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Verifying passwords by the way they're typed

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May 18, 2011

Researchers in Beirut are working to improve upon past attempts at linking password authen...

Researchers in Beirut are working to improve upon past attempts at linking password authentication to the the speed and rhythm of the user's keystrokes

There are good passwords and bad passwords, but none of them are totally secure. Researchers at the American University of Beirut, Lebanon, are working on strengthening an approach to password security that's not just about what you type, but how you type it.

Ravel Jabbour, Wes Masri and Ali El-Hajj of the American University of Beirut have developed software that aims to improve upon past attempts at linking password authentication to the the speed and rhythm of the user's keystrokes, a method called key-pattern analysis (KPA).

Instead of just measuring the time-lapse between keystrokes, the researchers also measure how long each key remains depressed. They argue that this extra parameter of "intra" timing significantly boosts reliable authentication and improves the overall KPA approach.

Modified keyboards that measure keystroke pressure represent another avenue for, but this approach works on a standard keyboard. It would work like this:

  • the user enters their password multiple times to set-up a log-in;
  • the program creates a user profile based on intra and inter timing and other parameters like the relationships between two keys (digraph) and three keys (trigraph);
  • this profile is stored for comparison when the user logs-in again.
  • It's a bit of a double-edged sword because the longer and more complex the password, the harder it is to repeatedly type it in with the same rhythm. The researchers acknowledge the trade-off - it's a matter of finding a "sweet spot" between length and reliable typing. I know that if I had a choice between a longer password and a system that stopped someone with my password written down in front of them from gaining access, I'd choose the latter.

    The researchers say they have also integrated secure "group" functionality into the system to cater for another possible drawback - the ability to share passwords when you do want someone else to have log-in access.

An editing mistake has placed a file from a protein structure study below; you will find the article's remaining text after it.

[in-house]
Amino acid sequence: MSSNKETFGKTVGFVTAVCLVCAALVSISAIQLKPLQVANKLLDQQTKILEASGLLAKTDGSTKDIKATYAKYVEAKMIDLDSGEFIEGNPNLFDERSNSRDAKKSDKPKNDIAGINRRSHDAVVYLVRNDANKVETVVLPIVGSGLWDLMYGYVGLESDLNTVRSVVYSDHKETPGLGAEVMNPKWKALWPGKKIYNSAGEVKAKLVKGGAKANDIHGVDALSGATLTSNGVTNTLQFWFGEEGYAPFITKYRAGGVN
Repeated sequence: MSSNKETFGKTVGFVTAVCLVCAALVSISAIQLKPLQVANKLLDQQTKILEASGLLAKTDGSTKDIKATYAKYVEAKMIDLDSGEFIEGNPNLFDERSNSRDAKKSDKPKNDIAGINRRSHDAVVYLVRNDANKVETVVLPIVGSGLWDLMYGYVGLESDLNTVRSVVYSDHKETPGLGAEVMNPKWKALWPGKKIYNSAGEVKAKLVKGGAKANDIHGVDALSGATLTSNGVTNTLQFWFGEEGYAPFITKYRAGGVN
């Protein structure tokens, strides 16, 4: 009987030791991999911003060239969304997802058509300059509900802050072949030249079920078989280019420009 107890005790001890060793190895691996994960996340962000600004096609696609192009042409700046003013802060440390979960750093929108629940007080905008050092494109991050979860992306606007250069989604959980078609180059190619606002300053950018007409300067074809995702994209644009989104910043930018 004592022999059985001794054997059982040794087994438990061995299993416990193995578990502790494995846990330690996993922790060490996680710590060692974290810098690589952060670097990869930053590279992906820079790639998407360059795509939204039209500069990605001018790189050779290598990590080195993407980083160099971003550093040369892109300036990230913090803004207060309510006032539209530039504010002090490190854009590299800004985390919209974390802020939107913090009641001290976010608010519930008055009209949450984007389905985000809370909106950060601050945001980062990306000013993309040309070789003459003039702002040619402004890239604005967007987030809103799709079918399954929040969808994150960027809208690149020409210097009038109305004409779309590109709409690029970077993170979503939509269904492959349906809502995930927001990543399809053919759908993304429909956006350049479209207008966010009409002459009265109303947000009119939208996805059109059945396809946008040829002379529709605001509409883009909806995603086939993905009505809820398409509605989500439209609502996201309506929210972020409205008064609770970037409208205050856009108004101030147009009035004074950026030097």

The Paper "Optimising password security through key-pattern analysis" is published in the International Journal of Internet Technology and Secured Transactions.

    About the Author
    Noel McKeegan After a misspent youth at law school, Noel began to dabble in tech research, writing and things with wheels that go fast. This bus dropped him at the door of a freshly sprouted Gizmag.com in 2002. He has been Gizmag's Editor-in-Chief since 2007.   All articles by Noel McKeegan
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    8 Comments

    Although it sounds promising at first I don't find much advantage in such extra security. Because if the authentication program can measure this, so can a key-logger.

    Miha Feuš
    18th May, 2011 @ 11:57 pm PDT

    Several companies have tried this in the past. Always ends up failing due to keystroke logging enhancements

    Rocky Stefano
    19th May, 2011 @ 07:35 am PDT

    Interesting idea, but will become painfully annoying the moment I want to drink my coffee and type my password with one hand. Or I cut my finger and the timing for that finger changes. Or my fingers are cold and respond slower.... etc etc

    Taryn East
    19th May, 2011 @ 08:01 am PDT

    There was a company called Biopassword that implemented such a system about 6 or 7 years ago.

    David Elliott
    19th May, 2011 @ 09:57 am PDT

    I would prefer a stealth multilayered with rotating passwords.

    Slowburn
    19th May, 2011 @ 11:42 am PDT

    This is not NEW stuff. I have worked on this technology since 1989. The intial product measured pressure along with other variables and was 98.4% effective. Far better than fingerprints and virtually incapable of spoofing. Others today are marketing this technology. Unfortunately most of them have not been able to obtain the effectiveness of what I originally worked on and developed. Many reasons for this, but most have failed because they decided their algorithms were better. Unfortunately they are not... This technology, when designed and implemented correctly is the most cost effective method of using a biometric.

    KEYSTROKE LOGGERS are unable to duplicate the signature of the individual... True, if you cut your hand, are impaired , you may not get on, but there are always overides that an individual can produce, if they are so inclined.

    Gordon Ross
    19th May, 2011 @ 12:07 pm PDT

    Most of my logins are Autotyped from KeePass. Good luck getting biometric data from that.

    Also I think you'd need a custom keyboard to extract the information and report it to the main application. It looks like this would only be used inside high cost, high security installations.

    Wombat56
    19th May, 2011 @ 02:09 pm PDT

    And what's wrong with just using a fingerprint reader regular password.... ?

    Matt Rings
    20th May, 2011 @ 12:02 am PDT
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